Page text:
20 December 2012
Teaching Bible in the village school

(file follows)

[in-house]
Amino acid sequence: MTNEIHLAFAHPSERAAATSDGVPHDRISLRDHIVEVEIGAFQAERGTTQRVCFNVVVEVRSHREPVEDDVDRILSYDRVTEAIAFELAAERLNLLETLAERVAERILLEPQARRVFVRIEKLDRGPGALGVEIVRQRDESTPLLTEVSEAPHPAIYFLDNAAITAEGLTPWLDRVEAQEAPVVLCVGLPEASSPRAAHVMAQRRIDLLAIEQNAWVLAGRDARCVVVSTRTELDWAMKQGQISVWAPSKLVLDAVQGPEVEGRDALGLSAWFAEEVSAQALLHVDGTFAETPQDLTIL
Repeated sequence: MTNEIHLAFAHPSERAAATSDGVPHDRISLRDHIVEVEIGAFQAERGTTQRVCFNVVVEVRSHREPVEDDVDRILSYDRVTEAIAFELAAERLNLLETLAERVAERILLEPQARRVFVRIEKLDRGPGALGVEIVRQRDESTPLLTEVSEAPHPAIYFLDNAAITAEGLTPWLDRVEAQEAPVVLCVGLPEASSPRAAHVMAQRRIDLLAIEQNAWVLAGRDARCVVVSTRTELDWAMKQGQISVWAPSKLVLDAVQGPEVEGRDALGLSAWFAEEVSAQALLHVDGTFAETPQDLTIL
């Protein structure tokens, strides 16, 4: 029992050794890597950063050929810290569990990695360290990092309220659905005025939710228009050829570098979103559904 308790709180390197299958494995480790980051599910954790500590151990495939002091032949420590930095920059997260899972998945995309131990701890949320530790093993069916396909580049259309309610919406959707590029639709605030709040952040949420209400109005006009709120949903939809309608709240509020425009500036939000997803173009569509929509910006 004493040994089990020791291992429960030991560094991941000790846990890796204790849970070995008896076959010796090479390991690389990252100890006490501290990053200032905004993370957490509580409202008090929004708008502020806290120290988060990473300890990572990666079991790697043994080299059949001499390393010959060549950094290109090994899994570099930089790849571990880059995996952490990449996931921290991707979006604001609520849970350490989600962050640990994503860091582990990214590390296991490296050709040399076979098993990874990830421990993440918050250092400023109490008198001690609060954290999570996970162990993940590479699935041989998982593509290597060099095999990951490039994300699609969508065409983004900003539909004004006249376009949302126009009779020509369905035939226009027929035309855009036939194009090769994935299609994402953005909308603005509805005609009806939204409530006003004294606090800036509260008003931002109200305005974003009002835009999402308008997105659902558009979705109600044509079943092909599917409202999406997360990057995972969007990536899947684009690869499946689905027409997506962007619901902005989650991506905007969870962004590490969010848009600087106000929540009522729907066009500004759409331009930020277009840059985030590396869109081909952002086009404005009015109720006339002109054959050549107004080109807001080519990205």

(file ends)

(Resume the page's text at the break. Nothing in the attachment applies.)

One of the special blessings of the October 2012 trip, was a visit to a little school in the village. It is a new project attached to one of our partner churches. It had not been there when I last visited about a year ago. The school is a very simple cinder block building divided into four sections or classrooms. There were no supplies or equipment or teaching materials of any kind. Parents should provide notebooks to write in for their child, but many do not buy them. Children wandered in throughout the morning with no particular attention to a schedule. They filled the seating available in each room. The special blessing was that these children were being taught by a boy who was a graduate grown up in our Maranatha Children's Home-- a boy who many have had little education himself without our program. He did not have any particular teacher training, just the basic education approximately the same as high school in the US. Now, he was sharing what he knew with these young children, moving from room to room-- giving some instruction and assignments, then moving on to the next room. Since the school is so small, he was able to keep ear shot of each group as he worked with another, but all the same-- it looked to be a challenge that would stretch a professional, experienced teacher in the US. The school is in a village more than an hour from a road. They rarely see anyone from outside their own community. Whether from cultural habit or fascination with a foreigner, every child sat attentively as I spoke with them. I learned that while the school is a project under the church, most of the children are Hindu. Our boy from Maranatha--now a man with a big responsibility-- is a strong believer, but would not be allowed to openly teach faith based topics in the school. If he taught a Bible story directly, there could be some complaints from parents, but not much could be done about the foreigner. With a translator who had come along with me, I dove right into New Testament theology, telling the story of a small man who climbed a tree to see Jesus and his surprise to find out that Jesus knew his name, and cared about him and wanted to visit in his home. I told the Hindu children that Jesus knew their names too and love them and wanted them to know Him. Then, I moved to the next room to tell the story again--four times to four different age groups. Every child's eyes were intent upon me and a few had lower jaws dropped. What a privilege to tell the story. As you read this account, please stop and pray for these children and for God's Word to grow richly in their hearts and for the witness of their Christian teacher to the children and the whole village.